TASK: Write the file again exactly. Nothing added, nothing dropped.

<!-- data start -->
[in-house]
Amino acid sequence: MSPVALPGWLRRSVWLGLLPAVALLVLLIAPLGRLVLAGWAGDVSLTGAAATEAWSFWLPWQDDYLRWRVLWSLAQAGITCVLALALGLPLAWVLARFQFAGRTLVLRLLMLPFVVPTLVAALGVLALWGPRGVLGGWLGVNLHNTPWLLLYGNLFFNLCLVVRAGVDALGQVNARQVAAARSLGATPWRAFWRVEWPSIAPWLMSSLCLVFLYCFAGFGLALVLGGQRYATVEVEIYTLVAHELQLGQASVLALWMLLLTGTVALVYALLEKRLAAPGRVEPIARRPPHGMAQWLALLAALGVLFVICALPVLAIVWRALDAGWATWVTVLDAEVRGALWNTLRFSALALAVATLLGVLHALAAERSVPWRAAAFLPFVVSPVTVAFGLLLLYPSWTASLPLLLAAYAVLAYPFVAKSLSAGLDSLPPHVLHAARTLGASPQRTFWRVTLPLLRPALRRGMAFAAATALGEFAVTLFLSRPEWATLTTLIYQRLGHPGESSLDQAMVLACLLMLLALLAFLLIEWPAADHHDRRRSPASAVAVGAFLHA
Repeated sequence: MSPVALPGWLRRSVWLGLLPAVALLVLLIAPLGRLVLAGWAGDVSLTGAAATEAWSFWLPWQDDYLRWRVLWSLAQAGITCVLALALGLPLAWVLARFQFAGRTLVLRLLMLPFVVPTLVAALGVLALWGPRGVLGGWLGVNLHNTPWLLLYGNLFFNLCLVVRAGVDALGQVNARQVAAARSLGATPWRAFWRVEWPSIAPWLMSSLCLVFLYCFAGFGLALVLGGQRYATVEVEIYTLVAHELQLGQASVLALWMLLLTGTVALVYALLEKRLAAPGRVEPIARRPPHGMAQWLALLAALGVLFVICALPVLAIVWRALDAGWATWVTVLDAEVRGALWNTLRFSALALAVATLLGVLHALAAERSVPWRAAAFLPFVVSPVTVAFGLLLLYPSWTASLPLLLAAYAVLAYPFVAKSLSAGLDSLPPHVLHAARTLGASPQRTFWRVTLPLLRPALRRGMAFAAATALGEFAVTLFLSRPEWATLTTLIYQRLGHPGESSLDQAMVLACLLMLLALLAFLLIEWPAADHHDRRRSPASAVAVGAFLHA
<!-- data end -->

[in-house]
Amino acid sequence: MSPVALPGWLRRSVWLGLLPAVALLVLLIAPLGRLVLAGWAGDVSLTGAAATEAWSFWLPWQDDYLRWRVLWSLAQAGITCVLALALGLPLAWVLARFQFAGRTLVLRLLMLPFVVPTLVAALGVLALWGPRGVLGGWLGVNLHNTPWLLLYGNLFFNLCLVVRAGVDALGQVNARQVAAARSLGATPWRAFWRVEWPSIAPWLMSSLCLVFLYCFAGFGLALVLGGQRYATVEVEIYTLVAHELQLGQASVLALWMLLLTGTVALVYALLEKRLAAPGRVEPIARRPPHGMAQWLALLAALGVLFVICALPVLAIVWRALDAGWATWVTVLDAEVRGALWNTLRFSALALAVATLLGVLHALAAERSVPWRAAAFLPFVVSPVTVAFGLLLLYPSWTASLPLLLAAYAVLAYPFVAKSLSAGLDSLPPHVLHAARTLGASPQRTFWRVTLPLLRPALRRGMAFAAATALGEFAVTLFLSRPEWATLTTLIYQRLGHPGESSLDQAMVLACLLMLLALLAFLLIEWPAADHHDRRRSPASAVAVGAFLHA
Repeated sequence: MSPVALPGWLRRSVWLGLLPAVALLVLLIAPLGRLVLAGWAGDVSLTGAAATEAWSFWLPWQDDYLRWRVLWSLAQAGITCVLALALGLPLAWVLARFQFAGRTLVLRLLMLPFVVPTLVAALGVLALWGPRGVLGGWLGVNLHNTPWLLLYGNLFFNLCLVVRAGVDALGQVNARQVAAARSLGATPWRAFWRVEWPSIAPWLMSSLCLVFLYCFAGFGLALVLGGQRYATVEVEIYTLVAHELQLGQASVLALWMLLLTGTVALVYALLEKRLAAPGRVEPIARRPPHGMAQWLALLAALGVLFVICALPVLAIVWRALDAGWATWVTVLDAEVRGALWNTLRFSALALAVATLLGVLHALAAERSVPWRAAAFLPFVVSPVTVAFGLLLLYPSWTASLPLLLAAYAVLAYPFVAKSLSAGLDSLPPHVLHAARTLGASPQRTFWRVTLPLLRPALRRGMAFAAATALGEFAVTLFLSRPEWATLTTLIYQRLGHPGESSLDQAMVLACLLMLLALLAFLLIEWPAADHHDRRRSPASAVAVGAFLHA